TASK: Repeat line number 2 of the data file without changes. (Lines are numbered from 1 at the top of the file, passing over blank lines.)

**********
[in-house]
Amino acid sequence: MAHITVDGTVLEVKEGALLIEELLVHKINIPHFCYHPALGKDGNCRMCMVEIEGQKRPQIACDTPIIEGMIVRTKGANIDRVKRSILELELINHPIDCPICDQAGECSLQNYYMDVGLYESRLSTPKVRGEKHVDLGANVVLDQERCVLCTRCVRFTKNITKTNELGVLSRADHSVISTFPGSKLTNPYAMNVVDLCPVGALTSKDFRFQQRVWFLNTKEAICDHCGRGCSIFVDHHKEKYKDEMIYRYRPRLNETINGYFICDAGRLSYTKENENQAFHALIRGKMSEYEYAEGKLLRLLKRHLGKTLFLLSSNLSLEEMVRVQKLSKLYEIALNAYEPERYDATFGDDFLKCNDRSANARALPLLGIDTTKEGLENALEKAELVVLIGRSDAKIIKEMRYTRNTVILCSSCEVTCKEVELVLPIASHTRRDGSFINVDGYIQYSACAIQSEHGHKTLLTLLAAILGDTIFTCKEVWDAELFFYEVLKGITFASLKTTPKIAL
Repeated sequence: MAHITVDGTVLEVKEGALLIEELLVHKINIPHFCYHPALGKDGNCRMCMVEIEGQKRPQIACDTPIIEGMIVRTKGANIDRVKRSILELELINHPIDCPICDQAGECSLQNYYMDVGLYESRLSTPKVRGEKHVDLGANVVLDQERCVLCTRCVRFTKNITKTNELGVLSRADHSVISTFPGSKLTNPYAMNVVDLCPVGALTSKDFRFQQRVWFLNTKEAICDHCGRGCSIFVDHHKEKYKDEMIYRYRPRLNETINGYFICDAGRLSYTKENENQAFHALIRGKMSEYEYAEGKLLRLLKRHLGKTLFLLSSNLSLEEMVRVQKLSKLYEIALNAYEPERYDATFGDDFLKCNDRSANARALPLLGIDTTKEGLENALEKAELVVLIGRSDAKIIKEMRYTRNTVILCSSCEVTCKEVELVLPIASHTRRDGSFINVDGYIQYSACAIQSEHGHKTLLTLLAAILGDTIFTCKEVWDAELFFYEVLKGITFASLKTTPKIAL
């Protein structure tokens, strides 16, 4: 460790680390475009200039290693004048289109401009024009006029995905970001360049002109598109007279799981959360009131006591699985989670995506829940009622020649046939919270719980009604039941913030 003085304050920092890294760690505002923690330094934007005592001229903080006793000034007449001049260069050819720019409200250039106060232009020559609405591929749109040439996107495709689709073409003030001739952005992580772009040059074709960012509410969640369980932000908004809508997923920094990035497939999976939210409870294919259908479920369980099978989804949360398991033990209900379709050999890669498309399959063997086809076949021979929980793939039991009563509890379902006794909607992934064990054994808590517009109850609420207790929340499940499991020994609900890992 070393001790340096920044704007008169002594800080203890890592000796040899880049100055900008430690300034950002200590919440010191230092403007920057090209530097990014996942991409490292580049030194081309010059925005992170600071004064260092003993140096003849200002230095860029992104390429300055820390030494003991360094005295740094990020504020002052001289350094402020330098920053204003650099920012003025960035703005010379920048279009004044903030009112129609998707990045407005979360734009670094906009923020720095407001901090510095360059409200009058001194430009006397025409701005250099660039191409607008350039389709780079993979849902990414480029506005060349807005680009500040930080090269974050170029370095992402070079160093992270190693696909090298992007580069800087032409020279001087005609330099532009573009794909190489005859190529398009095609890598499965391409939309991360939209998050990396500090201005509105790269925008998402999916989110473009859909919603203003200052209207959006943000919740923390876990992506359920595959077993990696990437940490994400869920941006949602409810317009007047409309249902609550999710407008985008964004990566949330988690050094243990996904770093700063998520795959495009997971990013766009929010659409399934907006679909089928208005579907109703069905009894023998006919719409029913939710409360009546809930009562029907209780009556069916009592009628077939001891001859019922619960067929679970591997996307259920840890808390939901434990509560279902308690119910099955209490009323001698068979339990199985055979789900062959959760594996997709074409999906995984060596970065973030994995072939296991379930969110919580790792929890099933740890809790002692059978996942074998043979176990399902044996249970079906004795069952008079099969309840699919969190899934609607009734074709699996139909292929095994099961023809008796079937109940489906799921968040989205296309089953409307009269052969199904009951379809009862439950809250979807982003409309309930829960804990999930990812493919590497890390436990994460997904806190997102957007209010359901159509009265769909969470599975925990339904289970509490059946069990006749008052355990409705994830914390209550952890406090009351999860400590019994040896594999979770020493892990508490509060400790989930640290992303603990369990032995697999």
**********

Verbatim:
Amino acid sequence: MAHITVDGTVLEVKEGALLIEELLVHKINIPHFCYHPALGKDGNCRMCMVEIEGQKRPQIACDTPIIEGMIVRTKGANIDRVKRSILELELINHPIDCPICDQAGECSLQNYYMDVGLYESRLSTPKVRGEKHVDLGANVVLDQERCVLCTRCVRFTKNITKTNELGVLSRADHSVISTFPGSKLTNPYAMNVVDLCPVGALTSKDFRFQQRVWFLNTKEAICDHCGRGCSIFVDHHKEKYKDEMIYRYRPRLNETINGYFICDAGRLSYTKENENQAFHALIRGKMSEYEYAEGKLLRLLKRHLGKTLFLLSSNLSLEEMVRVQKLSKLYEIALNAYEPERYDATFGDDFLKCNDRSANARALPLLGIDTTKEGLENALEKAELVVLIGRSDAKIIKEMRYTRNTVILCSSCEVTCKEVELVLPIASHTRRDGSFINVDGYIQYSACAIQSEHGHKTLLTLLAAILGDTIFTCKEVWDAELFFYEVLKGITFASLKTTPKIAL